Stone is the complete opposite of me. It’s like ethnicity has caused us to exchange gender roles. He’s always keen to make sure that Ziya’s hair is combed, and therefore often combs it himself. He claims that combing it keeps it from being “hard”. I have no idea what that means. He is sometimes a little freaked out if people come over and Ziya’s hair looks like a cross between Einstein and Don King. Like a Chia pet, she’s got a massive Afro full of whirly bits, straight bits and bits about to locks. I think it looks wild and free. Stone thinks it looks wild and messy. He thinks it’s important that she learn to sit quietly and comb her hair because neat hair is important. Perhaps, for him, it’s how she learns about self-presentation, discipline and respectability. I don’t so much care. In time, rightly or wrongly, the entire moral universe will impose itself on her anyway.

I’ve realised over time and conversation that the different approaches in our house stem directly from our different hair. I get how nice neat hair looks and I like when Ziya looks freshly bathed and combed just as much as everyone else who cares for her, including her Indian grandmother and babysitter who are constantly twirling and pig-tailing her curls. Yet, it doesn’t occur to me to see her hair as a statement of how she will be received by the world. Stone tells me I want the kids in school (note, she is not yet in school) to call her “Mad Head”. Stone’s mom tells me she is glad Ziya won’t have “late for school hair”, another concept I’ve only recently met. The Afro-Trinidadian women in my office tell me that hair is important, having combed hair is important and that this is something black girls learn early, because of the general disparagement of things African and the overwhelming pressure to bleach, straighten, press or cover natural black hair. Having to present as acceptable, decent and civilised is a given because its alternative is to fall to a racist stereotype.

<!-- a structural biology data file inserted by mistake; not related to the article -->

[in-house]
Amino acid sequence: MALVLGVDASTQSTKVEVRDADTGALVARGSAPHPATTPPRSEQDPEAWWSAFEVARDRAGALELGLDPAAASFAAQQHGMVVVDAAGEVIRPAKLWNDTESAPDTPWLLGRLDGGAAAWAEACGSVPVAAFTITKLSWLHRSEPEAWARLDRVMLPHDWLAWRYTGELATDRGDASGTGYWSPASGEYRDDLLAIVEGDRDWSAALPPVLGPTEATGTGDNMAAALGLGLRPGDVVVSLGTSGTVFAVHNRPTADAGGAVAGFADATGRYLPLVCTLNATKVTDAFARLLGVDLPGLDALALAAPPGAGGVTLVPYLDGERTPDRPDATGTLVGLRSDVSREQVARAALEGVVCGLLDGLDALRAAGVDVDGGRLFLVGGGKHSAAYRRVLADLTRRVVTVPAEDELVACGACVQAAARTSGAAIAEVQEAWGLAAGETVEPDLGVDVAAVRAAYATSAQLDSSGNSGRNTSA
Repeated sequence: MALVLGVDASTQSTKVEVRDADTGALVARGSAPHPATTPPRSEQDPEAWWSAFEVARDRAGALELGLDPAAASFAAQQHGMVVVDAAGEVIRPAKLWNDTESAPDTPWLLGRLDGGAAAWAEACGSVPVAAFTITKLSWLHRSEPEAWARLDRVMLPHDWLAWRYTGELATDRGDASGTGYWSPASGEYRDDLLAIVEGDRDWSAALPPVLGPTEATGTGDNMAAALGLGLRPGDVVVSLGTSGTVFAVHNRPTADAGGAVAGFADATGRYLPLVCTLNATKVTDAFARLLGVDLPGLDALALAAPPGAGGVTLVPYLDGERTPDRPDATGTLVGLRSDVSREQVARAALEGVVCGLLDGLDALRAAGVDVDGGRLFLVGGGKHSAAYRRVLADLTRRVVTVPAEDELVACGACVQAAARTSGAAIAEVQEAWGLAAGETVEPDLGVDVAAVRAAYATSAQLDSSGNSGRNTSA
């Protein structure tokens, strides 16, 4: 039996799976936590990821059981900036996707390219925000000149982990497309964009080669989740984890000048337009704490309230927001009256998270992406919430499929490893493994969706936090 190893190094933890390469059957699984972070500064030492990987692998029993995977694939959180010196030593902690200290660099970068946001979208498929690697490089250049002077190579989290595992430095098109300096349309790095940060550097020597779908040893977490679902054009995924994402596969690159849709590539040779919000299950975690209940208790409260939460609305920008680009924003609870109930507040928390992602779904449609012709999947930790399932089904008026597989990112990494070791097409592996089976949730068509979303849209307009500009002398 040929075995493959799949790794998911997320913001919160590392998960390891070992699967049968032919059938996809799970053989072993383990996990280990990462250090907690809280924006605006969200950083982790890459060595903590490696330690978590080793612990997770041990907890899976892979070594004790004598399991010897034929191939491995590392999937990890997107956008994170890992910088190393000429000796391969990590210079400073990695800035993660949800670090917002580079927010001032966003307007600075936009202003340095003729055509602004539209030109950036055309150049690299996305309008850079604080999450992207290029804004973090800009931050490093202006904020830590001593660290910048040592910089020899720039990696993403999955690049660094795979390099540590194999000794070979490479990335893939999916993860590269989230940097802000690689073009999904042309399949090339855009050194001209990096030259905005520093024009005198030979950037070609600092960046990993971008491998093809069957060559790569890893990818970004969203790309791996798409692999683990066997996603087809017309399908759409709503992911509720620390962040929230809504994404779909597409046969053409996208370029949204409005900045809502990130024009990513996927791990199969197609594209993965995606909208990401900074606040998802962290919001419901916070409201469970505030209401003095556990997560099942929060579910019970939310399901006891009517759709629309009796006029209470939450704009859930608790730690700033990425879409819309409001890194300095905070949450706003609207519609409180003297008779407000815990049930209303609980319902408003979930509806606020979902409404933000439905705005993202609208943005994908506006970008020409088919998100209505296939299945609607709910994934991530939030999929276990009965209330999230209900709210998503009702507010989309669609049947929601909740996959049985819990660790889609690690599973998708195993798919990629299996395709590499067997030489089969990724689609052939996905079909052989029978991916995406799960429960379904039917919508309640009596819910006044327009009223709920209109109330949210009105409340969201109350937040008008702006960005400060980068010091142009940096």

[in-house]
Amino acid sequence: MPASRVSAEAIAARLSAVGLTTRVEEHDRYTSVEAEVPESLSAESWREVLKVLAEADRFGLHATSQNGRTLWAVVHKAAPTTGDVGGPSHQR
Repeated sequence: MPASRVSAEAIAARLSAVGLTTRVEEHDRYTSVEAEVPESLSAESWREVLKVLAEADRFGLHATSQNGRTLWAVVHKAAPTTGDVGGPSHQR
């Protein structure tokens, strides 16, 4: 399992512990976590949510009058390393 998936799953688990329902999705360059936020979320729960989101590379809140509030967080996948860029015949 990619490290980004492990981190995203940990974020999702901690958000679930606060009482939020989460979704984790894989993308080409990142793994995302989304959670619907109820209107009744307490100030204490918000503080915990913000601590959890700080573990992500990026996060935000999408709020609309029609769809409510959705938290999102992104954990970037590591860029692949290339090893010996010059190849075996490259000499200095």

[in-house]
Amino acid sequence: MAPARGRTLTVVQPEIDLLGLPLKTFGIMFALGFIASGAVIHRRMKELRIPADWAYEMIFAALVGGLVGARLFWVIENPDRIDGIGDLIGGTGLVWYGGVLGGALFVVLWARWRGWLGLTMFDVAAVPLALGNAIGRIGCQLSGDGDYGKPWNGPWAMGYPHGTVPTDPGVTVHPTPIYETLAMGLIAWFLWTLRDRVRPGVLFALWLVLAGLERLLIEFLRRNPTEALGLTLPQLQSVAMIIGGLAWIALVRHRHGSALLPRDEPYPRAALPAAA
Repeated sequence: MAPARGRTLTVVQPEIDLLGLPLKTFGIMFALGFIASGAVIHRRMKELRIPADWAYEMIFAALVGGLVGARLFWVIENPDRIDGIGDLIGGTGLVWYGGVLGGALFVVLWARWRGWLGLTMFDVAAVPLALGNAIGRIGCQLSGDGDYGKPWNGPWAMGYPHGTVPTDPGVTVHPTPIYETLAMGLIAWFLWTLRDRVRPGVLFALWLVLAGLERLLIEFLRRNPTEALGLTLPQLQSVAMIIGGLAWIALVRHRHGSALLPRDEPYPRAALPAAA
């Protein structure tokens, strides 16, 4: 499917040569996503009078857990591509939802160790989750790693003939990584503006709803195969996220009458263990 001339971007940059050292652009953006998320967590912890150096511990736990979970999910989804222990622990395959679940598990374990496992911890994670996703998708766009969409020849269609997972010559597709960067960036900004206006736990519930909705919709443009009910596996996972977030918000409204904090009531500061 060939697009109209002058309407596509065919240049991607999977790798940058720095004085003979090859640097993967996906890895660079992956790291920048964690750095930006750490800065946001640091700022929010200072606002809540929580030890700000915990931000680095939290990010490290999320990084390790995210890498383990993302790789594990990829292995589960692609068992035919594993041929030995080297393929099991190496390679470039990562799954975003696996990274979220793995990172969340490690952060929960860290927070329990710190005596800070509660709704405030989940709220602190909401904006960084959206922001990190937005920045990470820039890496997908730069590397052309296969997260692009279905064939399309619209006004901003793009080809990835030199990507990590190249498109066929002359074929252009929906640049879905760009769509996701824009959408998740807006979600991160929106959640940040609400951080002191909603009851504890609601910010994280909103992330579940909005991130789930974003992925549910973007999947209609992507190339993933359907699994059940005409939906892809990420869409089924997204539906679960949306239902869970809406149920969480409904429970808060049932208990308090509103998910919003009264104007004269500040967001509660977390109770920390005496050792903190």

I think natural African hair is beautiful and I admire my sistren whose ital looks or locks powerfully normalise something that should be unquestioned. Yet, learning for the first time about the messages Ziya is receiving as she is also learning them makes me understand how different my own socialisation has been and how growing up as an Indian girl freed me from concerns my sistren had to confront. More and more I realise, not just intellectually or politically, but as a mother making daily decisions regarding her girl’s sacred self, the significance of the associations that straight hair has to softness and being untangled, to beauty and being free-flowing, to acceptance and being good. More and more, the pejorative words applied to black hair that would never be applied to mine strike close to home. Stone and I are only beginning to sort out why he is aware, even as a man, of aspects of Ziya’s hair that I don’t even notice. We are both becoming more conscious about ideas we carry unconsciously. Looking at Ziya, I wonder what she will decide matters for her as she lives and challenges a reality with which neither Stone nor I have ever had to entirely identify. All we can do as two people completely different from her, is give and teach her the whole-hearted acceptance that she will one day need.